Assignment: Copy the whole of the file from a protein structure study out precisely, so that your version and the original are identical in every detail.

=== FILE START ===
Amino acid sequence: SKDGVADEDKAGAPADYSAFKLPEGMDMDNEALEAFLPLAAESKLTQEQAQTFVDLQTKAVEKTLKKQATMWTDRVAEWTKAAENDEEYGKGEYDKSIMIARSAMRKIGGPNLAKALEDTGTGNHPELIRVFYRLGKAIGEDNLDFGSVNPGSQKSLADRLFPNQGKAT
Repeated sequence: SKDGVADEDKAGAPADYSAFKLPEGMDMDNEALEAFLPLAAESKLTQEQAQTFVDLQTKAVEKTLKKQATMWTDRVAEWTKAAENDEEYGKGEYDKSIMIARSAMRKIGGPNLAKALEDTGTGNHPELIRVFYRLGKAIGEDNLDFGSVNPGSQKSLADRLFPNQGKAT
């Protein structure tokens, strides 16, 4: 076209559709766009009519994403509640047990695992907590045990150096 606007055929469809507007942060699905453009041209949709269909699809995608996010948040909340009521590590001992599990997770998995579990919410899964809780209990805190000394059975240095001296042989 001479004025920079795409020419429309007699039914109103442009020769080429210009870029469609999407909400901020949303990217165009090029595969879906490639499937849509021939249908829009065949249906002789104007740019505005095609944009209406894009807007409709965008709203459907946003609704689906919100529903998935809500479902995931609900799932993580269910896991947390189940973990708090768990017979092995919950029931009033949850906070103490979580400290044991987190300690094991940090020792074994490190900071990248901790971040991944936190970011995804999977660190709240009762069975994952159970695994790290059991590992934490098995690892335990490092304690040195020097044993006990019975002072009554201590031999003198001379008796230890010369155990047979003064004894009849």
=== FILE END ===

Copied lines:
Amino acid sequence: SKDGVADEDKAGAPADYSAFKLPEGMDMDNEALEAFLPLAAESKLTQEQAQTFVDLQTKAVEKTLKKQATMWTDRVAEWTKAAENDEEYGKGEYDKSIMIARSAMRKIGGPNLAKALEDTGTGNHPELIRVFYRLGKAIGEDNLDFGSVNPGSQKSLADRLFPNQGKAT
Repeated sequence: SKDGVADEDKAGAPADYSAFKLPEGMDMDNEALEAFLPLAAESKLTQEQAQTFVDLQTKAVEKTLKKQATMWTDRVAEWTKAAENDEEYGKGEYDKSIMIARSAMRKIGGPNLAKALEDTGTGNHPELIRVFYRLGKAIGEDNLDFGSVNPGSQKSLADRLFPNQGKAT
């Protein structure tokens, strides 16, 4: 076209559709766009009519994403509640047990695992907590045990150096 606007055929469809507007942060699905453009041209949709269909699809995608996010948040909340009521590590001992599990997770998995579990919410899964809780209990805190000394059975240095001296042989 001479004025920079795409020419429309007699039914109103442009020769080429210009870029469609999407909400901020949303990217165009090029595969879906490639499937849509021939249908829009065949249906002789104007740019505005095609944009209406894009807007409709965008709203459907946003609704689906919100529903998935809500479902995931609900799932993580269910896991947390189940973990708090768990017979092995919950029931009033949850906070103490979580400290044991987190300690094991940090020792074994490190900071990248901790971040991944936190970011995804999977660190709240009762069975994952159970695994790290059991590992934490098995690892335990490092304690040195020097044993006990019975002072009554201590031999003198001379008796230890010369155990047979003064004894009849």